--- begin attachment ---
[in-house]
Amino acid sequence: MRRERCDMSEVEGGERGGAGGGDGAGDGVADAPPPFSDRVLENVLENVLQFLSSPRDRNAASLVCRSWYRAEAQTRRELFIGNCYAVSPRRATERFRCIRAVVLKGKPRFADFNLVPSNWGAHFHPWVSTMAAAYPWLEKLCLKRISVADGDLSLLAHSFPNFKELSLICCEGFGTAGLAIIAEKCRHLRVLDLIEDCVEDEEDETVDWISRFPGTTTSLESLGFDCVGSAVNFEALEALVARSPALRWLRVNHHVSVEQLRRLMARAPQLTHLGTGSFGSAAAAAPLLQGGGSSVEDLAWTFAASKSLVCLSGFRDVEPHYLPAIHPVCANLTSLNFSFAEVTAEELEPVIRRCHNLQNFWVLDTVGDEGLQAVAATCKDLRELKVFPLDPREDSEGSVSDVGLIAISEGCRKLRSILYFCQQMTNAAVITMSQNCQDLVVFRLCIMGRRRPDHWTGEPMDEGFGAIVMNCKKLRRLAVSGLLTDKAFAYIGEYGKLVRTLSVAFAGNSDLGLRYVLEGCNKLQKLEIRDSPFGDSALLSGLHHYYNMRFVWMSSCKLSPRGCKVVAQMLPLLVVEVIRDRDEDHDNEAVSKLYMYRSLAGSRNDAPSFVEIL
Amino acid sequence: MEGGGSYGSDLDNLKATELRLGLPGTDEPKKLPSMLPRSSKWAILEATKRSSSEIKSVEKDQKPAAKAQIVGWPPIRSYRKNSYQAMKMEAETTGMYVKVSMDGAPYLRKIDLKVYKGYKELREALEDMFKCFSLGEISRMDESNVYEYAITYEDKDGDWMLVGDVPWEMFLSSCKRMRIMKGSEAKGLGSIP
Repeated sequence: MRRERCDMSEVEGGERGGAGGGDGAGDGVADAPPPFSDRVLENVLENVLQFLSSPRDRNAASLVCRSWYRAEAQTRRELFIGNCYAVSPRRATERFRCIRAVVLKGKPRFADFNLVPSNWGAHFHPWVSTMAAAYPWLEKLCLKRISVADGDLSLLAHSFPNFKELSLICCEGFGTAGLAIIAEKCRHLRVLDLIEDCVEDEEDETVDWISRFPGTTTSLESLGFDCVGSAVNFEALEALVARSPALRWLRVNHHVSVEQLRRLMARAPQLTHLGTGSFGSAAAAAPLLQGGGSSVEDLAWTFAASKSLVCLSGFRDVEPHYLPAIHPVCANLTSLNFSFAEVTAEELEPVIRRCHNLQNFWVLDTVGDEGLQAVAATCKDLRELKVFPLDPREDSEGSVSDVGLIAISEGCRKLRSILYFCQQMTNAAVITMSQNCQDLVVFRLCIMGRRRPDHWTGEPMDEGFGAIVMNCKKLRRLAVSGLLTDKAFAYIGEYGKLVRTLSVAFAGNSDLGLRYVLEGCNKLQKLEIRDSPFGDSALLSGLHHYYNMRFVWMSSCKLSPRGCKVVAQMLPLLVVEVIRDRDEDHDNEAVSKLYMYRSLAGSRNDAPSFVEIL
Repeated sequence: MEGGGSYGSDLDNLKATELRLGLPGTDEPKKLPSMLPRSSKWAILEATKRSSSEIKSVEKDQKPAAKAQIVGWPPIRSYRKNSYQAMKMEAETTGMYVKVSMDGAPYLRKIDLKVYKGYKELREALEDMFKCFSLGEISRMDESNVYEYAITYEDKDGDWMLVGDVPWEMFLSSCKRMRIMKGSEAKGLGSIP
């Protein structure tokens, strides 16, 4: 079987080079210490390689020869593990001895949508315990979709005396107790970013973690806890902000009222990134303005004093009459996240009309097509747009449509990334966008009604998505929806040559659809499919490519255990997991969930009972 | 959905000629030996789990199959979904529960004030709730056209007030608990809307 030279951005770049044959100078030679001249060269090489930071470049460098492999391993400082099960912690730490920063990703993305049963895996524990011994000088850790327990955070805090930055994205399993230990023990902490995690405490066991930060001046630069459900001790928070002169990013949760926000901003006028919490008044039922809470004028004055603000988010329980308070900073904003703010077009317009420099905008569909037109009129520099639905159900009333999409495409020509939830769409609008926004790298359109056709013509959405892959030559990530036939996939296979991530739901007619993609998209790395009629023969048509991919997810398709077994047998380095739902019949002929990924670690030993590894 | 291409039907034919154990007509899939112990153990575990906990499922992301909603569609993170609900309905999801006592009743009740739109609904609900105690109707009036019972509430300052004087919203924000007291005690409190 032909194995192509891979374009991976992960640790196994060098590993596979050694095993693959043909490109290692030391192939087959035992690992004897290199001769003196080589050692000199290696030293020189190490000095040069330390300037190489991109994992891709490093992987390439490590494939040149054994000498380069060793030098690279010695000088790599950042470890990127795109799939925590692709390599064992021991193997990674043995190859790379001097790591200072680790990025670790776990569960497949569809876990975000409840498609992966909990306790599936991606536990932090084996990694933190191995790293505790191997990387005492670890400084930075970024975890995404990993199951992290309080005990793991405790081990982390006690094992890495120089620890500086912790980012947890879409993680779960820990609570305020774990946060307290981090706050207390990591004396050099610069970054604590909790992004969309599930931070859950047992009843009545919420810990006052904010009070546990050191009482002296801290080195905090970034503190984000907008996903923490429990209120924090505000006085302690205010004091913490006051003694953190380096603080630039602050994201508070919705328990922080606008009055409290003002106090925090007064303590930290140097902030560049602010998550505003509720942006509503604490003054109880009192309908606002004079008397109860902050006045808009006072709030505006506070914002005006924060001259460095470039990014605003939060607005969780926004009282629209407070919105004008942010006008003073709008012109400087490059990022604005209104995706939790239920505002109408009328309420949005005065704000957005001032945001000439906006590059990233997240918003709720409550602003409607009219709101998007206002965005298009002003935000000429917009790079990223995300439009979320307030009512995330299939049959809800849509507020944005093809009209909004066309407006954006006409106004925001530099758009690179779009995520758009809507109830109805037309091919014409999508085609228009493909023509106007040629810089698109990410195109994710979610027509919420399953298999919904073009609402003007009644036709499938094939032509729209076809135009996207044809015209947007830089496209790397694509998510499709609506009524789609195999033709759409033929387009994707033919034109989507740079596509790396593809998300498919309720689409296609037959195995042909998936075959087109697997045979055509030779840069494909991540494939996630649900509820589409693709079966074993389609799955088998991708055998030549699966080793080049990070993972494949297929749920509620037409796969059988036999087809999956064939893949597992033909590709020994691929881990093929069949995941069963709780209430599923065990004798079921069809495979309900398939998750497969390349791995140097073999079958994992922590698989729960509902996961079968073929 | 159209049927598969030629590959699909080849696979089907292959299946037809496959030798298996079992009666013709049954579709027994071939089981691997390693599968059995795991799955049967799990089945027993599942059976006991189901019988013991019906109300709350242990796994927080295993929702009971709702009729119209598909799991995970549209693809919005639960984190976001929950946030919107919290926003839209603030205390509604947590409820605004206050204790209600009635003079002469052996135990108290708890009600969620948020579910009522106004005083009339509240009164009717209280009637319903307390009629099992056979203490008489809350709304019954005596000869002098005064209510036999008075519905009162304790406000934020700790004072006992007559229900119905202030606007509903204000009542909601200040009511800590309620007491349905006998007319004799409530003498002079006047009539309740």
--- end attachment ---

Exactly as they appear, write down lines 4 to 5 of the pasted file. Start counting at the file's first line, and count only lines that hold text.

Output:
Repeated sequence: MRRERCDMSEVEGGERGGAGGGDGAGDGVADAPPPFSDRVLENVLENVLQFLSSPRDRNAASLVCRSWYRAEAQTRRELFIGNCYAVSPRRATERFRCIRAVVLKGKPRFADFNLVPSNWGAHFHPWVSTMAAAYPWLEKLCLKRISVADGDLSLLAHSFPNFKELSLICCEGFGTAGLAIIAEKCRHLRVLDLIEDCVEDEEDETVDWISRFPGTTTSLESLGFDCVGSAVNFEALEALVARSPALRWLRVNHHVSVEQLRRLMARAPQLTHLGTGSFGSAAAAAPLLQGGGSSVEDLAWTFAASKSLVCLSGFRDVEPHYLPAIHPVCANLTSLNFSFAEVTAEELEPVIRRCHNLQNFWVLDTVGDEGLQAVAATCKDLRELKVFPLDPREDSEGSVSDVGLIAISEGCRKLRSILYFCQQMTNAAVITMSQNCQDLVVFRLCIMGRRRPDHWTGEPMDEGFGAIVMNCKKLRRLAVSGLLTDKAFAYIGEYGKLVRTLSVAFAGNSDLGLRYVLEGCNKLQKLEIRDSPFGDSALLSGLHHYYNMRFVWMSSCKLSPRGCKVVAQMLPLLVVEVIRDRDEDHDNEAVSKLYMYRSLAGSRNDAPSFVEIL
Repeated sequence: MEGGGSYGSDLDNLKATELRLGLPGTDEPKKLPSMLPRSSKWAILEATKRSSSEIKSVEKDQKPAAKAQIVGWPPIRSYRKNSYQAMKMEAETTGMYVKVSMDGAPYLRKIDLKVYKGYKELREALEDMFKCFSLGEISRMDESNVYEYAITYEDKDGDWMLVGDVPWEMFLSSCKRMRIMKGSEAKGLGSIP